There is a large variation in installed versions of a specific ERP system at customers. For example, about half of the Baan users still have a version of Triton installed. This makes clear that many customers are reluctant to migrate to a newer version when it becomes available. Although many different obstacles can be imagined as to why companies decide not to migrate their installed ERP system, the results of the survey turned out to be rather straightforward. The companies interviewed were of the opinion that migrations are an unavoidable part of the software life cycle. The question is not “Should we migrate?” but “When do we migrate?”

The mentioned migration inhibitors were very similar. Most evolved around two key issues: time and costs. Overall, the results suggest that migrations are a notorious phenomenon. The main reasons given by the nonmigrated companies in the sample for postponing the actual migration were financial. There was either no money currently available for a migration, or the payback period to recoup the initial investment in the currently installed version hadn’t been completed yet. In addition, companies that are trying to integrate their information systems across countries and/or business units often allow little room for autonomous decision-making at the business unit level. Once a corporate standard has been set, there is a temporary “version freeze” in effect until all members of the corporate family have implemented this version. This may take quite some time. Further, one company mentioned the migration option was seriously considered, but the time required for such a process made them choose a short-term customization project instead. Finally, bad experiences in the past with either migrations or implementations of ERP systems was also a factor in explaining the reluctance to migrate: “Not that again, unless there is really no other way out…”.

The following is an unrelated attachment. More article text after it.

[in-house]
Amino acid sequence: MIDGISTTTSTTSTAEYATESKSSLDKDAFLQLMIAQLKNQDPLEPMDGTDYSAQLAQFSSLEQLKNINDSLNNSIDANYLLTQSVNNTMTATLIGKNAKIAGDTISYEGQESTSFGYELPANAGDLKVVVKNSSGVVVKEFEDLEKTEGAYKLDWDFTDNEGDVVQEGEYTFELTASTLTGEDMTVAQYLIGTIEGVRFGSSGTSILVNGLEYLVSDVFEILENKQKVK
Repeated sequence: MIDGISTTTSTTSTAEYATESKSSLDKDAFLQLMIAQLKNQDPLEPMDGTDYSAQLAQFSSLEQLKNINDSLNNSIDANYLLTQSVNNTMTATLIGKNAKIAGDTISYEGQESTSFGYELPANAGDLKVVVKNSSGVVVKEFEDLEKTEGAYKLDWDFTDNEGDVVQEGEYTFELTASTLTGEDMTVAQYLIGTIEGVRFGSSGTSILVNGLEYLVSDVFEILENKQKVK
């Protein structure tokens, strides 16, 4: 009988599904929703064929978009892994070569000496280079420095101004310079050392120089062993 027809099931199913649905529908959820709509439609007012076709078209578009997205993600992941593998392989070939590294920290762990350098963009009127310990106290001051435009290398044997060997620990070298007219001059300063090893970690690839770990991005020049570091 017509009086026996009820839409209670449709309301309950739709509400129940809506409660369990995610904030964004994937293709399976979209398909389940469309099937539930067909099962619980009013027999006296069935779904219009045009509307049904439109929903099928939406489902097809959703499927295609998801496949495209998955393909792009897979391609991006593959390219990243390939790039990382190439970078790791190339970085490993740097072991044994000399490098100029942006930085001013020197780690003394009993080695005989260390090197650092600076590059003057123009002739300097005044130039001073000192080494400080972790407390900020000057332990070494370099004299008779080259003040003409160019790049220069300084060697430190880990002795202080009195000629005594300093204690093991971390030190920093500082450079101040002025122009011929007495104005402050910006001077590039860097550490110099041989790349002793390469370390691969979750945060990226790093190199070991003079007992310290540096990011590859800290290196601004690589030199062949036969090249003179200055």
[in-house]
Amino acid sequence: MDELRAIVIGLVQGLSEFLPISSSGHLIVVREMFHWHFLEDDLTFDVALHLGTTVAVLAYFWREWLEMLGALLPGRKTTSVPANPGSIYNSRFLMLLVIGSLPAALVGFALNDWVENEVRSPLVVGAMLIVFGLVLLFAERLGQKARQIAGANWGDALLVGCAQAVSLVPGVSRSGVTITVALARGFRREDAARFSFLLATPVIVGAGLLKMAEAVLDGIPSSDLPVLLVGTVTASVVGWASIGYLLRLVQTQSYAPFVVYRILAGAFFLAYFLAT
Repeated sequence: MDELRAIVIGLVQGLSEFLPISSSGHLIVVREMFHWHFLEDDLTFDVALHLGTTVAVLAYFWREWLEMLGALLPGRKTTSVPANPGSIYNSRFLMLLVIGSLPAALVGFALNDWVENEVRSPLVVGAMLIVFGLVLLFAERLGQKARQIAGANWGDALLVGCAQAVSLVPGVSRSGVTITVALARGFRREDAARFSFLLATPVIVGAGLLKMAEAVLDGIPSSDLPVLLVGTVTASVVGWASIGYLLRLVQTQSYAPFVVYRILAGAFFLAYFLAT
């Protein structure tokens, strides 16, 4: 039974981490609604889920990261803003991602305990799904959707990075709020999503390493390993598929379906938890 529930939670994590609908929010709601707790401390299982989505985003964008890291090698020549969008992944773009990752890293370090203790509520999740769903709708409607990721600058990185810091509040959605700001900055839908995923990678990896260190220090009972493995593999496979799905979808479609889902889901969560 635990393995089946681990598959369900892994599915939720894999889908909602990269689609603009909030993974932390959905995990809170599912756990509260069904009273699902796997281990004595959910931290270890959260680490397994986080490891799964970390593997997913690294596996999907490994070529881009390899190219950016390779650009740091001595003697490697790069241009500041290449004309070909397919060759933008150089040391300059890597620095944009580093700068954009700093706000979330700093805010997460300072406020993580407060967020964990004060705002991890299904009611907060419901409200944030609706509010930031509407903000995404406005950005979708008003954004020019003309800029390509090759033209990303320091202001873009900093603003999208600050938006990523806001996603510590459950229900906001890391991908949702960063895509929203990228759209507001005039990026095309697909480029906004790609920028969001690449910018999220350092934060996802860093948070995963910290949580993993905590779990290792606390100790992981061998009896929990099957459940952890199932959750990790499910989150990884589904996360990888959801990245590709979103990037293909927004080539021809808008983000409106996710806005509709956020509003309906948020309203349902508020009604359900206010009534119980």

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Changing market conditions have shifted the focus of ERP providers toward a more service-oriented approach. Consequently, ERP system migrations have recently enjoyed renewed interest from the vendors. An effective migration policy, including all sorts of support offerings has clear advantages for the providers. However, despite this emphasis, the findings of this research suggest that migrations have a bad reputation with the users of ERP systems. They consider such projects as time-consuming and expensive. As a result, many organizations do not migrate the moment a new version becomes available. In addition, migrations are sooner motivated by technical reasons than by business opportunities. These findings suggest that many organizations may have problems leveraging their (often large) investments in ERP systems. Implementing an ERP system with its generic business processes implies fewer possibilities to differentiate from competitors [1]. In addition, new improved versions of ERP systems regularly become available at the same time for all users. Therefore, at best, organizations may try to compete on the basis of the capability to migrate to a new version quickly. Given their reluctance to migrate, few organizations seem to be aware of this.

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T1 Table 1. Reasons mentioned for migrating to a new version.

T2 Table 2. Problems encountered with migrations of ERP systems.

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    1. Davenport, T.H. Putting the enterprise into the enterprise system. Harvard Business Review, (July–Aug. 1998), 121–131.